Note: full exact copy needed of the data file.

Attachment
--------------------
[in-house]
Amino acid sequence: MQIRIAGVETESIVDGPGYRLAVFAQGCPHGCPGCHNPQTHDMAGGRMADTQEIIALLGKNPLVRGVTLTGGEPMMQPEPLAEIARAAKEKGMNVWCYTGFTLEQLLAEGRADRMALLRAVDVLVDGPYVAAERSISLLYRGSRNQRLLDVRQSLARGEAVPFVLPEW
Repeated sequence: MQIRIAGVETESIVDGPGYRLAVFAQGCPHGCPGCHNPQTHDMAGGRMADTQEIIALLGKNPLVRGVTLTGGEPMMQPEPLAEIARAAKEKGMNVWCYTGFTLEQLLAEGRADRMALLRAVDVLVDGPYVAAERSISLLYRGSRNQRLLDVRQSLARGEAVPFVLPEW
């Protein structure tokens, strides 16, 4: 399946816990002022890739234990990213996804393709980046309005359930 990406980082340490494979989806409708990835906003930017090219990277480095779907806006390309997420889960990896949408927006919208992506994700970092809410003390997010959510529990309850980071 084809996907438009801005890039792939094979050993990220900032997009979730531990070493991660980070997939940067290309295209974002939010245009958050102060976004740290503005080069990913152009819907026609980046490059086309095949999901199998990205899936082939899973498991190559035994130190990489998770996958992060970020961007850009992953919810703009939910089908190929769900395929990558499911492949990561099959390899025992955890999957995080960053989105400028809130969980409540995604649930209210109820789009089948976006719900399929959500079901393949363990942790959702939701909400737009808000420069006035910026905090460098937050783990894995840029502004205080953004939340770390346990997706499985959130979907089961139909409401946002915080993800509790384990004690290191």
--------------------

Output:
[in-house]
Amino acid sequence: MQIRIAGVETESIVDGPGYRLAVFAQGCPHGCPGCHNPQTHDMAGGRMADTQEIIALLGKNPLVRGVTLTGGEPMMQPEPLAEIARAAKEKGMNVWCYTGFTLEQLLAEGRADRMALLRAVDVLVDGPYVAAERSISLLYRGSRNQRLLDVRQSLARGEAVPFVLPEW
Repeated sequence: MQIRIAGVETESIVDGPGYRLAVFAQGCPHGCPGCHNPQTHDMAGGRMADTQEIIALLGKNPLVRGVTLTGGEPMMQPEPLAEIARAAKEKGMNVWCYTGFTLEQLLAEGRADRMALLRAVDVLVDGPYVAAERSISLLYRGSRNQRLLDVRQSLARGEAVPFVLPEW
């Protein structure tokens, strides 16, 4: 399946816990002022890739234990990213996804393709980046309005359930 990406980082340490494979989806409708990835906003930017090219990277480095779907806006390309997420889960990896949408927006919208992506994700970092809410003390997010959510529990309850980071 084809996907438009801005890039792939094979050993990220900032997009979730531990070493991660980070997939940067290309295209974002939010245009958050102060976004740290503005080069990913152009819907026609980046490059086309095949999901199998990205899936082939899973498991190559035994130190990489998770996958992060970020961007850009992953919810703009939910089908190929769900395929990558499911492949990561099959390899025992955890999957995080960053989105400028809130969980409540995604649930209210109820789009089948976006719900399929959500079901393949363990942790959702939701909400737009808000420069006035910026905090460098937050783990894995840029502004205080953004939340770390346990997706499985959130979907089961139909409401946002915080993800509790384990004690290191």